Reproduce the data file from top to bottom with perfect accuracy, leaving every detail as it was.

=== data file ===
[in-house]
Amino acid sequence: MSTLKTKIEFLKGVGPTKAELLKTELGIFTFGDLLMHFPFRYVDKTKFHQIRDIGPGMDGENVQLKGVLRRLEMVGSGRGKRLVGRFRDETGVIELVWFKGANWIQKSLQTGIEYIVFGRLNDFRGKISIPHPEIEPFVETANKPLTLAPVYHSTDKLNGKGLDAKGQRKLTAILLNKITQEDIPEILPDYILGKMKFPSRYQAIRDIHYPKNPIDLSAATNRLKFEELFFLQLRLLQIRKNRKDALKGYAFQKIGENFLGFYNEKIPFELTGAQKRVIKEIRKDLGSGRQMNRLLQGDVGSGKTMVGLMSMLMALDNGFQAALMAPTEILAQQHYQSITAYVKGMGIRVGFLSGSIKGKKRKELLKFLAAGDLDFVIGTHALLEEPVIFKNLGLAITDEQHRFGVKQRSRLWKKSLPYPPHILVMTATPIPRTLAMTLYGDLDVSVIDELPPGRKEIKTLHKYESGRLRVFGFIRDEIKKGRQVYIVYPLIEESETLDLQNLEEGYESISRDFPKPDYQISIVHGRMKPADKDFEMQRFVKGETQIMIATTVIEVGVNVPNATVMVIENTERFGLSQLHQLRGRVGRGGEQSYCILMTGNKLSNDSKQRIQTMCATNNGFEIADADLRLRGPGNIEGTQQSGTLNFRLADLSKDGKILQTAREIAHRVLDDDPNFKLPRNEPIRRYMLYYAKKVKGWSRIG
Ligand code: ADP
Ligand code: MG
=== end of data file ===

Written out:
[in-house]
Amino acid sequence: MSTLKTKIEFLKGVGPTKAELLKTELGIFTFGDLLMHFPFRYVDKTKFHQIRDIGPGMDGENVQLKGVLRRLEMVGSGRGKRLVGRFRDETGVIELVWFKGANWIQKSLQTGIEYIVFGRLNDFRGKISIPHPEIEPFVETANKPLTLAPVYHSTDKLNGKGLDAKGQRKLTAILLNKITQEDIPEILPDYILGKMKFPSRYQAIRDIHYPKNPIDLSAATNRLKFEELFFLQLRLLQIRKNRKDALKGYAFQKIGENFLGFYNEKIPFELTGAQKRVIKEIRKDLGSGRQMNRLLQGDVGSGKTMVGLMSMLMALDNGFQAALMAPTEILAQQHYQSITAYVKGMGIRVGFLSGSIKGKKRKELLKFLAAGDLDFVIGTHALLEEPVIFKNLGLAITDEQHRFGVKQRSRLWKKSLPYPPHILVMTATPIPRTLAMTLYGDLDVSVIDELPPGRKEIKTLHKYESGRLRVFGFIRDEIKKGRQVYIVYPLIEESETLDLQNLEEGYESISRDFPKPDYQISIVHGRMKPADKDFEMQRFVKGETQIMIATTVIEVGVNVPNATVMVIENTERFGLSQLHQLRGRVGRGGEQSYCILMTGNKLSNDSKQRIQTMCATNNGFEIADADLRLRGPGNIEGTQQSGTLNFRLADLSKDGKILQTAREIAHRVLDDDPNFKLPRNEPIRRYMLYYAKKVKGWSRIG
Ligand code: ADP
Ligand code: MG